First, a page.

4

I have been a UNIX user for more years than I care to think about, and in that time I have been trained to expect that when contradictory switches are given to a program the last one wins. Recently I have noticed that

cat -bn file

and

cat -nb file

both use the -b option (number non-blank lines) over the -n option (number all lines). I get this behavior on both BSD and Linux, so I don't think it is an implementation quirk. Is this something that is specified somewhere and am I just crazy for expecting the first example to number all lines?

2
  • You say that -b numbers blank lines. It actually causes non-blank lines to be numbered according to every man page I looked at (Ubuntu/GNU, FreeBSD, HP/UX). Jun 10, 2010 at 5:51
  • @Dennis Williamson, yes, you are correct, that is a typo. Jun 10, 2010 at 20:49

2 Answers 2

5

I took a look at the FreeBSD source code for cat(1), and the relevant source lines are:

case 'b':
    bflag = nflag = 1;  /* -b implies -n */

So this looks like a deliberate design decision; the interpretation of -b is that it modifies the behavior of -n, rather than -b and -n being two mutually exclusive alternatives.

1
  • That is an odd decision because they are documented to behave differently (number all lines vs number blank lines). If -n were documented to "number lines" without the word "all", I would agree with the code. Hmm, but looking at the BSD manpage it says "Number the output lines, starting at 1", so this is really just a problem with GNU cat's documentation. Jun 9, 2010 at 12:57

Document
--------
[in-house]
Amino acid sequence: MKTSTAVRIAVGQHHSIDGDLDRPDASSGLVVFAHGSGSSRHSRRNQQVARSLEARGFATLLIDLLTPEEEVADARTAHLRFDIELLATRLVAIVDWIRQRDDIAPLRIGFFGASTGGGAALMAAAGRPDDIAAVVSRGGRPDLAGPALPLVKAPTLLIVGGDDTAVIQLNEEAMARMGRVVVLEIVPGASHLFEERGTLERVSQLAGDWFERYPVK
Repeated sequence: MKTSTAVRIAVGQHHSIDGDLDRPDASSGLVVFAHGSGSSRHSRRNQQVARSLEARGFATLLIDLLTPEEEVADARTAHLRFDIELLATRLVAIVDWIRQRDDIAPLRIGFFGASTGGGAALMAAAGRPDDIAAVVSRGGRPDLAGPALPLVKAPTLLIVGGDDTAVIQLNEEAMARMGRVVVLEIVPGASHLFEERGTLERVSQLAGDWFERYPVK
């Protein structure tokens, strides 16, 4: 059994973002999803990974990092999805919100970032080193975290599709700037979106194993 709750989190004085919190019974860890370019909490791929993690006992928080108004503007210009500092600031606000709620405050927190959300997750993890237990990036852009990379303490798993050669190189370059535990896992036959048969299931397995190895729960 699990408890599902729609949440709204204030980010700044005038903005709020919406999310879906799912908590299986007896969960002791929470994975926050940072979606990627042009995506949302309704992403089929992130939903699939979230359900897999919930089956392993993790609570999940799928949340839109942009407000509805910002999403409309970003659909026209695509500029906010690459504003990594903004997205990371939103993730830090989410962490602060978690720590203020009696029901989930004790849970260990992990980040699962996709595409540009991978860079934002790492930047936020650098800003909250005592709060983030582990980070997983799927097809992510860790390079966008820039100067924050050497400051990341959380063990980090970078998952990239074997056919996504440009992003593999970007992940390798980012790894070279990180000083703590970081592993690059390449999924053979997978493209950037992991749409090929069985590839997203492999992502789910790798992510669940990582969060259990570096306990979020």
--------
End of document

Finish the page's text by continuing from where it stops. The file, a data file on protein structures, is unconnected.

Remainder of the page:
1

Most system commands use C standard library getopt(3) or some variation, and parse the options from left to right. So, as you observed, last one wins.

2
  • That's the behavior he expects, but in the case he's asking about, the last one doesn't win.
    – coneslayer
    Jun 9, 2010 at 12:44
  • You already covered that. I was explaining why the usual mechanism usually favors rightmost arguments.
    – kmarsh
    Jun 9, 2010 at 14:43

Your Answer

By clicking “Post Your Answer”, you agree to our terms of service, privacy policy and cookie policy

Not the answer you're looking for? Browse other questions tagged or ask your own question.